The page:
Discover symptoms, causes, and remedies to lessen its impact on your life.
Tinnitus is a term that comes from the Latin verb, “tinnire,” which means to ring. Pronounced TIN-ih-tus, it is defined as the perception of sound in your ears or head that is not caused by an outside source. The American Tinnitus Association estimates that nearly 50 million Americans experience tinnitus in varying degrees of severity. Many people with tinnitus find it to be an annoyance while others with more severe symptoms report it affecting concentration, sleep, stress levels, and relationships. If tinnitus has affected you or someone you know, following is helpful information to help you learn more about it, including:
- Tinnitus symptoms
- Tinnitus types
- Tinnitus causes
- Tinnitus treatments
- When to see a doctor
Continue reading below to discover important information you need to know about tinnitus.
People who experience tinnitus describe the sensation in many ways. It can mimic ringing, buzzing, roaring, clicking, hissing, chirping, whirring, or another sound. Listen to sample tinnitus sounds to help you understand what someone with tinnitus may be hearing or find the one that best matches your experience. These noises from tinnitus can occur continuously or intermittently, and the volume and pitch can vary. You may experience it in one or both ears, and it can become more noticeable when you’re in a quiet environment, like when you go to bed at night.
There are two types of tinnitus: subjective and objective. Subjective tinnitus is the most common type and is characterized by sounds that only you can hear. Objective, on the other hand, is a rare type that your doctor can also hear during your exam. Understanding the type of tinnitus you have can help to uncover the cause and possible treatment options.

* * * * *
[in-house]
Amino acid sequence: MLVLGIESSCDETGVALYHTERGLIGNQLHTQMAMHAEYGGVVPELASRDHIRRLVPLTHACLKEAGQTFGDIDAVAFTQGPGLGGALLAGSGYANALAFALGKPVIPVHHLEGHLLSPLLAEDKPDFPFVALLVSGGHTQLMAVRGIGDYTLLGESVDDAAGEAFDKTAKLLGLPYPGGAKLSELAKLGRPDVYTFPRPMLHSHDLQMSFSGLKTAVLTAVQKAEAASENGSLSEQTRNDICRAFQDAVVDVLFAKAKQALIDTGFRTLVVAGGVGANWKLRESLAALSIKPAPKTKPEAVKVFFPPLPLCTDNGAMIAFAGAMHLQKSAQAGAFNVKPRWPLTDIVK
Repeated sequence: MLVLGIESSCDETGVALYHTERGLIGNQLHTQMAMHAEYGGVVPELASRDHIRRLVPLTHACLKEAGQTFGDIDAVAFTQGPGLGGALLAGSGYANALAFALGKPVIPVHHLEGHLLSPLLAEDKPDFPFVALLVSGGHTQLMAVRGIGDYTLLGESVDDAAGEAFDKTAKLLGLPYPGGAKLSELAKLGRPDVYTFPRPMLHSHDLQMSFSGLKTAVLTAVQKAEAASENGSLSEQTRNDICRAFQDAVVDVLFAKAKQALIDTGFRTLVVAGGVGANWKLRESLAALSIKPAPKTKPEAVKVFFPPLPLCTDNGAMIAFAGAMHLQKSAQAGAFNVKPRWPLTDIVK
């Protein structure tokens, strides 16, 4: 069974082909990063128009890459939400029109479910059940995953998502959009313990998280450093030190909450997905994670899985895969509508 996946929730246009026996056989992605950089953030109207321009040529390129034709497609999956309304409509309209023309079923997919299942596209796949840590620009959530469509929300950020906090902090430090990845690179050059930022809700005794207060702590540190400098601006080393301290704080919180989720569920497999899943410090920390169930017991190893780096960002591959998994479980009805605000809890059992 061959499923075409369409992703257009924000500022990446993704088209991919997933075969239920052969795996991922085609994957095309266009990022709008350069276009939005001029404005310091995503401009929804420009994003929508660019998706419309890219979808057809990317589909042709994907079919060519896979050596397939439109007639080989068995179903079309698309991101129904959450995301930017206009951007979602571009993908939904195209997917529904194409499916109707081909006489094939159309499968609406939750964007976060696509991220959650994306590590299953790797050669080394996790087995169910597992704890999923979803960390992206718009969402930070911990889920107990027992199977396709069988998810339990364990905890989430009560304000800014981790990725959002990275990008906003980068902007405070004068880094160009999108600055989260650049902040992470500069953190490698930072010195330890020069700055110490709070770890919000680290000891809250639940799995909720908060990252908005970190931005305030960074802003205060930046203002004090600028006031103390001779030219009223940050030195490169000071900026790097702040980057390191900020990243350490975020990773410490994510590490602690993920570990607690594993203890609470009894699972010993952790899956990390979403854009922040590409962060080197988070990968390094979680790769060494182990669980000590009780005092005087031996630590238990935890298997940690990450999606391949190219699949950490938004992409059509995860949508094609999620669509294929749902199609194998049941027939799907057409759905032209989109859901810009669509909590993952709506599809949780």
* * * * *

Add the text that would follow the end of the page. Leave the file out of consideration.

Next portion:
One of the most common tinnitus causes is prolonged exposure to loud noises. However, some people can experience symptoms after just a single loud event, such as attending a rock concert or witnessing an explosion. Other factors known to be associated with tinnitus include injury to the ear or head, neck or jaw problems, natural aging, ear infection or wax buildup, Meniere’s disease, and certain medications.
Tinnitus remedies and solutions
Unless an underlying treatable condition causes your symptoms, there is no known cure for tinnitus. However, some treatments can help lessen its impact on your life. Your primary care doctor or audiologist may suggest medications, hearing aids, masking devices, Tinnitus Retraining Therapy (TRT), and cognitive therapy. While not proven for effectiveness, you may also find relief from alternative treatments, such as herbal supplements, acupuncture, or hypnosis. For many, keeping steady background noise is one recommended way to manage your symptoms.
If tinnitus makes it difficult to hear over the phone, consider using a captioned telephone to help you catch every word.
When to see a doctor
Consider making an appointment with your doctor if the noise from tinnitus is accompanied by pain, drainage, dizziness, you develop it following a respiratory infection, or any of its effects become bothersome. While there is no diagnostic tool for tinnitus, your doctor may perform a variety of tests that can help determine its cause. Your appointment may include a hearing exam or imaging tests, and a detailed discussion of the sound you’re hearing.
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